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The Fallows House 1973

Palm Springs, CA, Spring 2021

 

Neighbors called it the dark fortress, but after walking through the mysterious brown entry gate, rickety wood privacy wall, ornate etched glass "pancake house" double doors, the owners looked past layers of Santa Fe style decor and Western art… to see a home almost Miesean in simplicity, filled with light.  High ceilings, a spacious floor plan, stunning desert gardens, walls of glass and an Omnimax view of the mountains from the sunken bar sealed the deal.

 

The couple, musicians known as the Gand Band, had owned two other Midcentury homes in Vista Las Palmas: a Charles Dubois A-Frame “Swiss Miss” and the Hal Levitt-designed Morse House. Always up for a change and a challenge, the couple became the third owners of the 1973 Fallows House, planning to peel back the dated décor and layers of wallpaper (even on the ceiling) and uncover a desert gem of Late Modernism.

 

The home’s original blueprints, dated 1971, revealed that the architect was Tom Jakway. When the Gands reached out to him, he shared the surprising history of the house. In 1971, he was a Palm Springs High School summer intern age 17, getting an early start in his chosen field working for Stan Sackley, a designer of luxury spec homes. It was completed in 1973 for Dr. Alan Fallows and his wife Irene, who had purchased three lots, two in Indian Canyons and this one in Vista Las Palmas. Fallows built three Jakway-designed homes, and chose to live in this one. Jakway, who grew up loving architecture as the son of a local builder, went on to work in Don Wexler’s office, and eventually started his own firm, which he still operates today. 

The garden of varied and unusual desert plants was created by the second owners, Rose and Dr. Cone. Their landscape designer was brought back in by the Gands to restore and expand the existing garden so it can be seen from all windows in the house. A new outdoor dining patio is surrounded by lush desert plantings and textured gravels. The existing large raised planting beds were restored and refilled with plants to match the older areas.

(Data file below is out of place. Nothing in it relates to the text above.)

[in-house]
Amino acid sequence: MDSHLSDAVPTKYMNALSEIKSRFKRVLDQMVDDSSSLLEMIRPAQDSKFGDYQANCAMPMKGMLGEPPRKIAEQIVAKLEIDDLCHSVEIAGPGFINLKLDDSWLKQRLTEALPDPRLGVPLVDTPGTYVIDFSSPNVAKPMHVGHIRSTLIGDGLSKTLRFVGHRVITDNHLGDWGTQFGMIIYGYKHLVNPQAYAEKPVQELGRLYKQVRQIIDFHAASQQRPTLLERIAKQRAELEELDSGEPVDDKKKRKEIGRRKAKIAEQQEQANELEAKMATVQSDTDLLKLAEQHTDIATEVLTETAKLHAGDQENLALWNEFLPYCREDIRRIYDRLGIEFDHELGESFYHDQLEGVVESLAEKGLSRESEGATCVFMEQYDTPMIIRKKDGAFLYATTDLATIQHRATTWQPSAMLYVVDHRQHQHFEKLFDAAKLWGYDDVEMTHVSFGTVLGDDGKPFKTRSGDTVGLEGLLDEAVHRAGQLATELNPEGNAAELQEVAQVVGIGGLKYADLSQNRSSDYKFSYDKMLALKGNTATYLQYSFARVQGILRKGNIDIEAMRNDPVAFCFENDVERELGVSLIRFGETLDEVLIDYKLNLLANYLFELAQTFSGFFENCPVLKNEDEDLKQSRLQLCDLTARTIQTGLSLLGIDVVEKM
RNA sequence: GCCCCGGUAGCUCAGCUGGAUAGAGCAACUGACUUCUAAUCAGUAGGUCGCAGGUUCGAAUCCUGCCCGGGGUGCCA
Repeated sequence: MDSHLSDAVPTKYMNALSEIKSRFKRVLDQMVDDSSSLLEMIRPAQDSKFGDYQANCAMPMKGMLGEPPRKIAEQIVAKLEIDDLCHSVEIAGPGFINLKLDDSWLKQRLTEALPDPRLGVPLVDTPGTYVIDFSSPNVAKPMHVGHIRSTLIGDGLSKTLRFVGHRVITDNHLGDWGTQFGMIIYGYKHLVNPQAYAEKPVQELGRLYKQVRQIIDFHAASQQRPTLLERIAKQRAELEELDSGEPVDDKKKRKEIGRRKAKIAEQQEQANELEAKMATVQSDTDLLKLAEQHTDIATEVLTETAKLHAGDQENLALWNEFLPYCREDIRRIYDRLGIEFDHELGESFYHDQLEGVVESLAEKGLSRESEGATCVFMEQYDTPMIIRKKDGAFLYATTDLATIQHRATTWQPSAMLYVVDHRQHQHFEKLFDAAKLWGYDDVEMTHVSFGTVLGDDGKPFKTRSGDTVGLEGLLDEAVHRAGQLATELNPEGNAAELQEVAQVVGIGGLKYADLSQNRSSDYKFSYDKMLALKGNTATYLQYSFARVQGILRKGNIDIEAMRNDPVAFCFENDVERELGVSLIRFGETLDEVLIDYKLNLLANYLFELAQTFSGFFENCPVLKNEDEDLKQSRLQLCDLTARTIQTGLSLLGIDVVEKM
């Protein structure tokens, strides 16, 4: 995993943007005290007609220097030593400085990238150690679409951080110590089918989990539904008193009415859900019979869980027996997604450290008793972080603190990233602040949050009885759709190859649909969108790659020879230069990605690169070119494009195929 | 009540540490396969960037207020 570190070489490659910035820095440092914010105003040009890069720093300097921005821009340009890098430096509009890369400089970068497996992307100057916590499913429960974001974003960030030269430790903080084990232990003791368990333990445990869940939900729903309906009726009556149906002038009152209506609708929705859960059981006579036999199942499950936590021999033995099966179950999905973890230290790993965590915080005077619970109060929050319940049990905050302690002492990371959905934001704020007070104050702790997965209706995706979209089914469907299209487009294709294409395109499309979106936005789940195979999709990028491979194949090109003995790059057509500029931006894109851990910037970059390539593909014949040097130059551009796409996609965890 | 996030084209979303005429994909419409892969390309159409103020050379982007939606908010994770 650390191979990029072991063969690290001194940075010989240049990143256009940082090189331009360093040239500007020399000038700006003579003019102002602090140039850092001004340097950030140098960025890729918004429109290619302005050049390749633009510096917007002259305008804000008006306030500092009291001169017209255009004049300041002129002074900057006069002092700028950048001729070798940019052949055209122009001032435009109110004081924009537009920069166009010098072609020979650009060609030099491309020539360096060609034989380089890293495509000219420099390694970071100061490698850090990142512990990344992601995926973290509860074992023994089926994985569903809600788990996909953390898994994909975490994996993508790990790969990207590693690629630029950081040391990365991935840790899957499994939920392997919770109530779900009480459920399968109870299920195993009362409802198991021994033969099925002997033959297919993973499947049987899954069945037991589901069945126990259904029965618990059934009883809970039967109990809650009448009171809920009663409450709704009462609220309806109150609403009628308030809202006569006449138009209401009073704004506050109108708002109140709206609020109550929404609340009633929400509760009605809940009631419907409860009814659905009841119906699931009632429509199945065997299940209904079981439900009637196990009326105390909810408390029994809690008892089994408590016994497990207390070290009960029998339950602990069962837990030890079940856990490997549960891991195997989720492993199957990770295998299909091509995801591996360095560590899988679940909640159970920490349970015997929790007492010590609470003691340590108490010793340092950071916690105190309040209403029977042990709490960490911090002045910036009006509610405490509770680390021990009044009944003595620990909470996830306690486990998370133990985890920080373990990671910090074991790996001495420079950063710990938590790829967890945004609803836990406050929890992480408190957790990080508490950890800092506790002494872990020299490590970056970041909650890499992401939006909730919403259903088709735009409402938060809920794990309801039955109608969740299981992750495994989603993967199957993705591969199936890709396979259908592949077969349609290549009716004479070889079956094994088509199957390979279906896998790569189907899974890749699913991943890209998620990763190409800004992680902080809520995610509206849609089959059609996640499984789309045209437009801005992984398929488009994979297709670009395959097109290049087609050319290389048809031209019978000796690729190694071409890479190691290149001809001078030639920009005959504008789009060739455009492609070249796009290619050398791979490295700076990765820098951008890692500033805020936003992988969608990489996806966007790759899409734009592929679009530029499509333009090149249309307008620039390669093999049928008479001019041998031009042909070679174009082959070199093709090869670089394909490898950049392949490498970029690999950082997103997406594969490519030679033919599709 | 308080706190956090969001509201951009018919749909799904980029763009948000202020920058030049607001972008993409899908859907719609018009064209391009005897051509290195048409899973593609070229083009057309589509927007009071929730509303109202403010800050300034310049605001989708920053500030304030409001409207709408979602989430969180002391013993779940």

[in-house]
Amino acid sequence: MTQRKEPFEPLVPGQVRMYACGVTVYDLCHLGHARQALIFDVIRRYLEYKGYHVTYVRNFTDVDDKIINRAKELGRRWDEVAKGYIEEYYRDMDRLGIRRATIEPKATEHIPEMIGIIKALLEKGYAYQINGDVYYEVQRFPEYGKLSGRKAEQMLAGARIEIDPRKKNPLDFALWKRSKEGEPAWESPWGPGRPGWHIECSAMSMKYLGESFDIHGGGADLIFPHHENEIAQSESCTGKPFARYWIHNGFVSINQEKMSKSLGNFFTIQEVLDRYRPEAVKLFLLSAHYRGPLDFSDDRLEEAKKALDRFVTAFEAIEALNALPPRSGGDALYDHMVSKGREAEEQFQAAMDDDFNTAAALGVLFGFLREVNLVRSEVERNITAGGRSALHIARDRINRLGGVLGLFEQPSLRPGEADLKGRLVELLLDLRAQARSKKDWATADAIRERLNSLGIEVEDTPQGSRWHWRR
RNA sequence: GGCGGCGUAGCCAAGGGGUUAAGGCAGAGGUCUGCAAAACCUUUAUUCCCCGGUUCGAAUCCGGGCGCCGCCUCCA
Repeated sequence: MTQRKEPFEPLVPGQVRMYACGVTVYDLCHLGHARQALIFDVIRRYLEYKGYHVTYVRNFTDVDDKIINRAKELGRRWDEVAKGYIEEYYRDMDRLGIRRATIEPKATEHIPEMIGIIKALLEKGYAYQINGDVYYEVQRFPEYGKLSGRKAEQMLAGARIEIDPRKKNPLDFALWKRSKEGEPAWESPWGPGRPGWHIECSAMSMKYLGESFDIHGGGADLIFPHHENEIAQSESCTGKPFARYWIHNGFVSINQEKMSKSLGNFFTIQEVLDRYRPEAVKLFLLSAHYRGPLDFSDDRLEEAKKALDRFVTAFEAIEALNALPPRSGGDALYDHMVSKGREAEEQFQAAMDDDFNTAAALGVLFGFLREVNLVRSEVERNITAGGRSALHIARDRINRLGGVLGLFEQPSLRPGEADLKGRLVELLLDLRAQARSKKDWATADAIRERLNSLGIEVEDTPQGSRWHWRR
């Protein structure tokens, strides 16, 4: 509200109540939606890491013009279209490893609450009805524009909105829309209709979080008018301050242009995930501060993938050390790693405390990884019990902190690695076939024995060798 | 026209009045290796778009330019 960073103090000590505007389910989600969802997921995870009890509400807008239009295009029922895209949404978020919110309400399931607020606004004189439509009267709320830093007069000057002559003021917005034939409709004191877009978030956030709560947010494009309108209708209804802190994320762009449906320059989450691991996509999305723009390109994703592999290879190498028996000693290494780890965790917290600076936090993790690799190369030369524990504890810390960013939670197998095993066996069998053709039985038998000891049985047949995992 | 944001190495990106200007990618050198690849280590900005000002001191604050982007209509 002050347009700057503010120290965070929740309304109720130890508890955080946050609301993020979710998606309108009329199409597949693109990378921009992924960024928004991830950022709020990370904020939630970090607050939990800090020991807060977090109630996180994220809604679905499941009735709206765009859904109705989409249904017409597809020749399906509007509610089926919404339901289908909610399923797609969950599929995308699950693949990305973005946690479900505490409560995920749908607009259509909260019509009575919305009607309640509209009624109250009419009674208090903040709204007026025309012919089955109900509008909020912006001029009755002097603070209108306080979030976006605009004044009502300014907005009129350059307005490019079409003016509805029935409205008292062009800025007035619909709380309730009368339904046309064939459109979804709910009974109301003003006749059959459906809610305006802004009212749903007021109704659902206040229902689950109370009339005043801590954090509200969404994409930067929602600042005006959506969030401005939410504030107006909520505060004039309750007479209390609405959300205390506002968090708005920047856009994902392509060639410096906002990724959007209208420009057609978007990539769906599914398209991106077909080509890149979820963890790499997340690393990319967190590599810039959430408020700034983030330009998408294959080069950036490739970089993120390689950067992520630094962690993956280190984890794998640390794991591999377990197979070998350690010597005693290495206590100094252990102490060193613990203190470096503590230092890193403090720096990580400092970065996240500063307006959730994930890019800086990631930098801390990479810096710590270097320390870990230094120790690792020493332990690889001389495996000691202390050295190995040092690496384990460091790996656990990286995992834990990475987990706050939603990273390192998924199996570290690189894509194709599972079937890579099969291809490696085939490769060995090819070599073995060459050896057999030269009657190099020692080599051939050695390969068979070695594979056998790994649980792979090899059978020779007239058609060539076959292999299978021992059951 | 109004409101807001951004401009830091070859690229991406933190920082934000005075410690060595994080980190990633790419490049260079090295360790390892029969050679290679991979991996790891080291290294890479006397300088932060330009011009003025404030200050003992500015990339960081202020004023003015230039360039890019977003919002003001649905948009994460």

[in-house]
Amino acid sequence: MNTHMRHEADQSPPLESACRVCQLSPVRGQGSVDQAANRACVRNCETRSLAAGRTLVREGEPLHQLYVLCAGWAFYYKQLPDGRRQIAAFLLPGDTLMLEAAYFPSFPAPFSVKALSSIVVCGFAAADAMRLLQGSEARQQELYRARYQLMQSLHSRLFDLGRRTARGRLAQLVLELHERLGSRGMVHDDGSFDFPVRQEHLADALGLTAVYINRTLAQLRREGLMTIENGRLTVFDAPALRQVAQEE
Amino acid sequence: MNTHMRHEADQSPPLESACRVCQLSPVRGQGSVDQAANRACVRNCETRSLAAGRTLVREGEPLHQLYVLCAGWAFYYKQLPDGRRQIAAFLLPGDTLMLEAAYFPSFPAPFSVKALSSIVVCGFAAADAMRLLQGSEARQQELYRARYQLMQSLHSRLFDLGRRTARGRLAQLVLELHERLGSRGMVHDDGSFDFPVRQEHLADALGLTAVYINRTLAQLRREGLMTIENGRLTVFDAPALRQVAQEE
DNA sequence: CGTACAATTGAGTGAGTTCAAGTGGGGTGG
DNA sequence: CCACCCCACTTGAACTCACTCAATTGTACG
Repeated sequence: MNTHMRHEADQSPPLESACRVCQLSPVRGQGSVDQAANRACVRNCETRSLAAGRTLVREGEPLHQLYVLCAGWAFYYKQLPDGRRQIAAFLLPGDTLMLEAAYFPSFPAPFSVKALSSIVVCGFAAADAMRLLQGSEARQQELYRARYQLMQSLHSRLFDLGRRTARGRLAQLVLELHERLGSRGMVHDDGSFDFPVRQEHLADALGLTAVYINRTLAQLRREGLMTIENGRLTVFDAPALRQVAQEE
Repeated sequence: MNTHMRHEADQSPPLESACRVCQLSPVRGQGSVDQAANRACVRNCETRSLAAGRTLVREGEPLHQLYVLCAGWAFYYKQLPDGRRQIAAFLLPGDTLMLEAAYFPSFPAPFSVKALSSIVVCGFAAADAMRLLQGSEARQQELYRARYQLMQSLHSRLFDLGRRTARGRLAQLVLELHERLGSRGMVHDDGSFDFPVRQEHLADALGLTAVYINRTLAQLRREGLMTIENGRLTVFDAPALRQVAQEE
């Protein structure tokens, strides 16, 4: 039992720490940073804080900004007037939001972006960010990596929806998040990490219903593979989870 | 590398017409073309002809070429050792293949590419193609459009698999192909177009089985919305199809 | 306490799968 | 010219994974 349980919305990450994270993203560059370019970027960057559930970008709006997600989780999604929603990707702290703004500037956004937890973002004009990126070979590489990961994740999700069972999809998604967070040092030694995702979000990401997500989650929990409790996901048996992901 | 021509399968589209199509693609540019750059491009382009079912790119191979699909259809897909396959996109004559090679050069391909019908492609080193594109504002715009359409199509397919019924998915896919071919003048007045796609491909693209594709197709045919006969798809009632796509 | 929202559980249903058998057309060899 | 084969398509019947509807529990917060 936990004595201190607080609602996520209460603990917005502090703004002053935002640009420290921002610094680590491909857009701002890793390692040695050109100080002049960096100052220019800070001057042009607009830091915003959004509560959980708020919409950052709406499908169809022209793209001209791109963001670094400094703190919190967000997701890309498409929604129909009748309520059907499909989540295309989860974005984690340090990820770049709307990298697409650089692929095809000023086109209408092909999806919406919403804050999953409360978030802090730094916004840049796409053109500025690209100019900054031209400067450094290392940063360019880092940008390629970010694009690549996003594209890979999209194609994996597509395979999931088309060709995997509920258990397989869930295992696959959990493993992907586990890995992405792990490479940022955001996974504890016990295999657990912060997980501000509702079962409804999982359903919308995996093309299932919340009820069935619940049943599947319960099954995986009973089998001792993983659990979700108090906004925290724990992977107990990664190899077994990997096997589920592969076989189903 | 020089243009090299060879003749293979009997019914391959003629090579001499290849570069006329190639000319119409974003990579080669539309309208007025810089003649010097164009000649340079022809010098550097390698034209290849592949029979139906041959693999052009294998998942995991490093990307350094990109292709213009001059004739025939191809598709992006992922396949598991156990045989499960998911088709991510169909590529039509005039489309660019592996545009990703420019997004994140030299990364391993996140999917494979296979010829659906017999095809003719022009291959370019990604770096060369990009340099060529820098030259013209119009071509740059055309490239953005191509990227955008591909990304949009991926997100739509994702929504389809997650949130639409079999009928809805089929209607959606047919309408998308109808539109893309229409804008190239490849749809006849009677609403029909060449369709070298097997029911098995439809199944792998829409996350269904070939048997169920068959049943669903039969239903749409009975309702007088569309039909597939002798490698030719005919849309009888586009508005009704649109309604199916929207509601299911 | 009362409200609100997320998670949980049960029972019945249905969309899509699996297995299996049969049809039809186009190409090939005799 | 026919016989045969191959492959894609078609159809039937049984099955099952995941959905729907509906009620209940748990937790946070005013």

The wood privacy wall (not original) was removed from the front of the house, the plantings were expanded, and a verdant entry court softens the modernist rectilinear forms of the facade. When the stucco exterior was painted a soft limestone white, the true beauty of the architecture was visible for the first time in decades. The original blueprints revealed that full height flat panel front double doors were originally specified. The ornate etched glass double doors were removed, saving the Forms and Surfaces handles, and replaced with full height custom flat panel, fluted wood doors painted a welcoming yellow, which is also a featured color throughout the house.

 

The Gands did all the design work and launched an extensive interior remodel with the goal to recreate the early 1970’s vibe. They kept the original travertine sunken bathtub, pecky cypress wood paneling, and ceiling soffits with up lighting.  The kitchen, bathrooms, and bar were all rebuilt back to 1970’s style. New fossil limestone floors were laid, and the interior and exterior were repainted a soft limestone color to better highlight the architecture. Finally, the ornate etched glass double doors were replaced with custom fluted wood doors painted a welcoming yellow, which is also a featured color throughout the house. The décor includes their extensive collection of vintage midcentury furniture, art, decorative objects, and musical instruments. 

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Photo by Tom Blachford

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